After an outcry from local cyclists, Chief Superintendent Higgins and Craven District Council leader Chris Knowles-Fitton took a more welcoming approach to visiting cyclists.
Chief superintendent Higgins said the police “truly welcomed” cyclists of all abilities and officers were looking forward to the Tour de France stages in North Yorkshire.
She said: “The prestige and support for the event itself guarantees a boost to the local economy. It will also showcase the outstanding beauty of our area as a place to visit and as a prime destination for cycling.”
Mr Knowles-Fitton said: “Craven is long recognised as an ideal area for cycling and has some of the highest cycling participation rates in the country. We welcome the expected increase in cyclists, who, in anticipation of the tour, will no doubt be visiting the district in even greater numbers to cycle the route and adding to the tourist economy.”
In an editorial comment, the Craven Herald agreed with Councillor Solloway.
The paper said: “We firmly believe it’s a great coup for the area – as not only will it be a fantastic spectacle it will also do wonders for the local economy.
“It will also probably inspire a whole new generation of cyclists, and with this comes not only health benefits but also the possibility that Yorkshire will produce yet more Olympic heroes.”
The paper said that people would need to be prepared and keep up to date with plans for the two days of the race.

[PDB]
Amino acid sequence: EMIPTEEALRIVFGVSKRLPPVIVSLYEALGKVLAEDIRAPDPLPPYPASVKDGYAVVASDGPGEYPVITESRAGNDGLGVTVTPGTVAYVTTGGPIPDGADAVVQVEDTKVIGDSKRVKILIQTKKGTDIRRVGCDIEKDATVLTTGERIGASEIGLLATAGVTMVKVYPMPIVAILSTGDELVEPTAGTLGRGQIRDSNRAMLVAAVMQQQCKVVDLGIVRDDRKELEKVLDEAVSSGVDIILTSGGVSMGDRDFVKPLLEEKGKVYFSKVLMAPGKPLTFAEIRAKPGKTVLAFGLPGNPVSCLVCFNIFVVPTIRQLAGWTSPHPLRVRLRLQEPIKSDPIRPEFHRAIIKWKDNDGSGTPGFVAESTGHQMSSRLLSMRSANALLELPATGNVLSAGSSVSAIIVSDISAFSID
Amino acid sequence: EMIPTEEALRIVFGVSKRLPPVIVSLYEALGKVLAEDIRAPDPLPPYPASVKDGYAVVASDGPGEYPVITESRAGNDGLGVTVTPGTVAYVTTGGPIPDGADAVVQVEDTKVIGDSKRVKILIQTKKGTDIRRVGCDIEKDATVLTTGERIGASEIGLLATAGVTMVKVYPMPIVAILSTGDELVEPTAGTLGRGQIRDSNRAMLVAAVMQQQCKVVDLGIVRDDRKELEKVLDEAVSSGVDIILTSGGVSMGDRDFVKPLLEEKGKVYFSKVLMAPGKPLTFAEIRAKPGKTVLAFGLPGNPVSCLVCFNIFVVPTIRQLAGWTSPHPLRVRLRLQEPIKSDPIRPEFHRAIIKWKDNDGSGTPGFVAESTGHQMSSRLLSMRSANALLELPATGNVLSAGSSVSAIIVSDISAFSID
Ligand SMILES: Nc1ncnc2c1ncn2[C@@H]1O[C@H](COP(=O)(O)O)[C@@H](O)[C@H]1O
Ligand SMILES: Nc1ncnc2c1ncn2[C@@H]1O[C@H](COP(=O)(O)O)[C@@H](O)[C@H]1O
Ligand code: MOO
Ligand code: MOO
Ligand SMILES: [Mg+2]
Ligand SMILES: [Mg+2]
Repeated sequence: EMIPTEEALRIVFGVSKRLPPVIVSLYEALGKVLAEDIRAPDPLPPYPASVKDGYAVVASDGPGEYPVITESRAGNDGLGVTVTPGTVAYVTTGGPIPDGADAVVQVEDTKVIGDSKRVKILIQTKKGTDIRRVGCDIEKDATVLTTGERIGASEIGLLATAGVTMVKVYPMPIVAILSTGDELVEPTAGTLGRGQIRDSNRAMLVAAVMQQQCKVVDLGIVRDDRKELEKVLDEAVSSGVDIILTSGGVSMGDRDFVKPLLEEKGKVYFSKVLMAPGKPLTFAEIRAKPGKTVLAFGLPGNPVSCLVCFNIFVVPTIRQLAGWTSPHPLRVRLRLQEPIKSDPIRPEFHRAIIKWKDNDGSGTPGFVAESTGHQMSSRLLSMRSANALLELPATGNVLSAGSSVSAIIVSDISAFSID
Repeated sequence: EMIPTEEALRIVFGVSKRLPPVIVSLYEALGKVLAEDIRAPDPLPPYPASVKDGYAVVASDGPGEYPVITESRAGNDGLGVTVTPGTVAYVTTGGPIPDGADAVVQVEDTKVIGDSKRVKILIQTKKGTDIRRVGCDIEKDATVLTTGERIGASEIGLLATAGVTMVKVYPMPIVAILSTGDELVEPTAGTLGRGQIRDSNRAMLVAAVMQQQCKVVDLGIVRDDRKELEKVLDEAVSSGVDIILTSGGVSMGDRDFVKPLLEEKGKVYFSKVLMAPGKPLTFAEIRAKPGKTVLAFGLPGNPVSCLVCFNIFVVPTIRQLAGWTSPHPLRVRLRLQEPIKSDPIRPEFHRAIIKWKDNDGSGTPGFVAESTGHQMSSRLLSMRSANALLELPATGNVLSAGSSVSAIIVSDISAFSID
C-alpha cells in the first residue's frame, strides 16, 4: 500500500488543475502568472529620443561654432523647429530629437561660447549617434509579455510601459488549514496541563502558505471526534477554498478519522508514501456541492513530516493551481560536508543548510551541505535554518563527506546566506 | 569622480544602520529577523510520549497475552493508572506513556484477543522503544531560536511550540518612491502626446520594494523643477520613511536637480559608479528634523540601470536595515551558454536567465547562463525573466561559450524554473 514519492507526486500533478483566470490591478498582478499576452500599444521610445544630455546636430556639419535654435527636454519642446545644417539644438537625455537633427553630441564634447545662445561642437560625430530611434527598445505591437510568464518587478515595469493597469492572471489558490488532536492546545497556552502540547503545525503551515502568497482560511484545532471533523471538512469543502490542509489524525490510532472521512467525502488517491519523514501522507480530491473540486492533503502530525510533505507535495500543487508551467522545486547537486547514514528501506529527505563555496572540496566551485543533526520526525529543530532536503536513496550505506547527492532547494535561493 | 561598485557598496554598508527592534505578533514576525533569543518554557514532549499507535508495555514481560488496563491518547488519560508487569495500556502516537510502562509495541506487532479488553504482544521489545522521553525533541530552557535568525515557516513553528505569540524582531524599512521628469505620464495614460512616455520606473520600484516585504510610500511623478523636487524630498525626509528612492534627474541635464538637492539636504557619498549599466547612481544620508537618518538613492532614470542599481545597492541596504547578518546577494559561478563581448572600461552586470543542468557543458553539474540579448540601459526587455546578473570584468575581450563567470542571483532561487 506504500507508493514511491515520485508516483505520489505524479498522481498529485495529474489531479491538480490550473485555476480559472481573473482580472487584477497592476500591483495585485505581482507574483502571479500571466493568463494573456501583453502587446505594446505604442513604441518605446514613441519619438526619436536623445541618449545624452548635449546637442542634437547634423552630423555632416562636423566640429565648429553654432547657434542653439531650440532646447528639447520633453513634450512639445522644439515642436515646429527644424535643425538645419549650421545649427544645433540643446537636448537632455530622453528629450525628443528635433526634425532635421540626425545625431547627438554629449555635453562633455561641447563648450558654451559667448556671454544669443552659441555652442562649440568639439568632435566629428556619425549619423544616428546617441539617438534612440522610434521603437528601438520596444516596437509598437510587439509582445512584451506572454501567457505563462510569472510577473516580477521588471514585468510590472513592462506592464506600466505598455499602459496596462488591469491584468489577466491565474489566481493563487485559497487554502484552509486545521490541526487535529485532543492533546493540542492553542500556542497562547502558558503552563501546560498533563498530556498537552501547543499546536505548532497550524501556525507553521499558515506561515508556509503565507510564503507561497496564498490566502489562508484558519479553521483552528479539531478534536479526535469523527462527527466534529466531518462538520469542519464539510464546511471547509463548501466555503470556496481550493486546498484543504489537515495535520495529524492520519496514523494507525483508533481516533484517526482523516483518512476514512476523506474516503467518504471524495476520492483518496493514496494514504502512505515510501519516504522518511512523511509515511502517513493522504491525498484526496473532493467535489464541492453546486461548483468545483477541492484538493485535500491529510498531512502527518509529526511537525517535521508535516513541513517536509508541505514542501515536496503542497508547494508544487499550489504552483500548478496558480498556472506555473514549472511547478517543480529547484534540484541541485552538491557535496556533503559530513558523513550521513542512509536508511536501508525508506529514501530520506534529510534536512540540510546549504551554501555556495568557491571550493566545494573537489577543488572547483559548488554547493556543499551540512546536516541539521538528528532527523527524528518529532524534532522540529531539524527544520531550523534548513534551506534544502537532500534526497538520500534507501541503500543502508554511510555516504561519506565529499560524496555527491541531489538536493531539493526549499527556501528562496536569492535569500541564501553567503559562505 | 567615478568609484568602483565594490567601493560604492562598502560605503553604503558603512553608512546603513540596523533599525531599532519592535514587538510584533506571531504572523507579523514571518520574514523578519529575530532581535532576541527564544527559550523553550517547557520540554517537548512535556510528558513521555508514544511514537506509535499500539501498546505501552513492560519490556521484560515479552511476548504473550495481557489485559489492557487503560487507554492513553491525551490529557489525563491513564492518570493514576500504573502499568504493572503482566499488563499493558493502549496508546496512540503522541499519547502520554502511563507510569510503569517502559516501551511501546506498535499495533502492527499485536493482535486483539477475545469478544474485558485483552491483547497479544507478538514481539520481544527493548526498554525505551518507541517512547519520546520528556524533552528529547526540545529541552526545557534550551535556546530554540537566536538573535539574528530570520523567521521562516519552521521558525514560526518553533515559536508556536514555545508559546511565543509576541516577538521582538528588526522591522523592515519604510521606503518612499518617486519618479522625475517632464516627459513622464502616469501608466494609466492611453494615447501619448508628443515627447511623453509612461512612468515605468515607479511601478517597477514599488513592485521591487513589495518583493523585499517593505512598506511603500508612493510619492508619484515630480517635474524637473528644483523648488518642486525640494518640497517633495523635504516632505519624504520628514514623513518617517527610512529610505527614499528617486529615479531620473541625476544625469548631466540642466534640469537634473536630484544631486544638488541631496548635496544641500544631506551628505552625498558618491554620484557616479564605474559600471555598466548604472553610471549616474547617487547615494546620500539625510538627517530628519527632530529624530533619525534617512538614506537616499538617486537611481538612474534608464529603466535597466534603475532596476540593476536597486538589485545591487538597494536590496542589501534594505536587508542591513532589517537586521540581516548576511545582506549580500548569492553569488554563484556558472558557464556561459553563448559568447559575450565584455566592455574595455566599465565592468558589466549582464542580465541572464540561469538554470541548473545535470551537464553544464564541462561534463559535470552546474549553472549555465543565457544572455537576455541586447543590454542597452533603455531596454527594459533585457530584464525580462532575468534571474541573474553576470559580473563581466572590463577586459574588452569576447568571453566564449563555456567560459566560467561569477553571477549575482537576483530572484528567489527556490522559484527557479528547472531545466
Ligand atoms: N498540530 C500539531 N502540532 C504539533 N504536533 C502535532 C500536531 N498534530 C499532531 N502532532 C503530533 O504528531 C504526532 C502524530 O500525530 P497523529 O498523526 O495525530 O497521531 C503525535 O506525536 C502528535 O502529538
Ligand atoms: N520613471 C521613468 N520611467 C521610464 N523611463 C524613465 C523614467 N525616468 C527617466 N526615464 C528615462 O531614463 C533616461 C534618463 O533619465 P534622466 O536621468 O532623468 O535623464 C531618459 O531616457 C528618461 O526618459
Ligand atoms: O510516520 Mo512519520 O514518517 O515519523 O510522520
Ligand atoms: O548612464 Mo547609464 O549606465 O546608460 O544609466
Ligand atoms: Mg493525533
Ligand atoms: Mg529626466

“Will it be worth all the hassle, cost and disruption?
“Absolutely. This is a once in a lifetime opportunity. It will be the biggest and best advertisement Craven and the Dales will ever have.
“So let’s show the world how we do things.”
John has been writing about bikes and cycling for over 30 years since discovering that people were mug enough to pay him for it rather than expecting him to do an honest day's work.
He was heavily involved in the mountain bike boom of the late 1980s as a racer, team manager and race promoter, and that led to writing for Mountain Biking UK magazine shortly after its inception. He got the gig by phoning up the editor and telling him the magazine was rubbish and he could do better. Rather than telling him to get lost, MBUK editor Tym Manley called John’s bluff and the rest is history.
Since then he has worked on MTB Pro magazine and was editor of Maximum Mountain Bike and Australian Mountain Bike magazines, before switching to the web in 2000 to work for CyclingNews.com. Along with road.cc founder Tony Farrelly, John was on the launch team for BikeRadar.com and subsequently became editor in chief of Future Publishing’s group of cycling magazines and websites, including Cycling Plus, MBUK, What Mountain Bike and Procycling.
John has also written for Cyclist magazine, edited the BikeMagic website and was founding editor of TotalWomensCycling.com before handing over to someone far more representative of the site's main audience.
He joined road.cc in 2013. He lives in Cambridge where the lack of hills is more than made up for by the headwinds.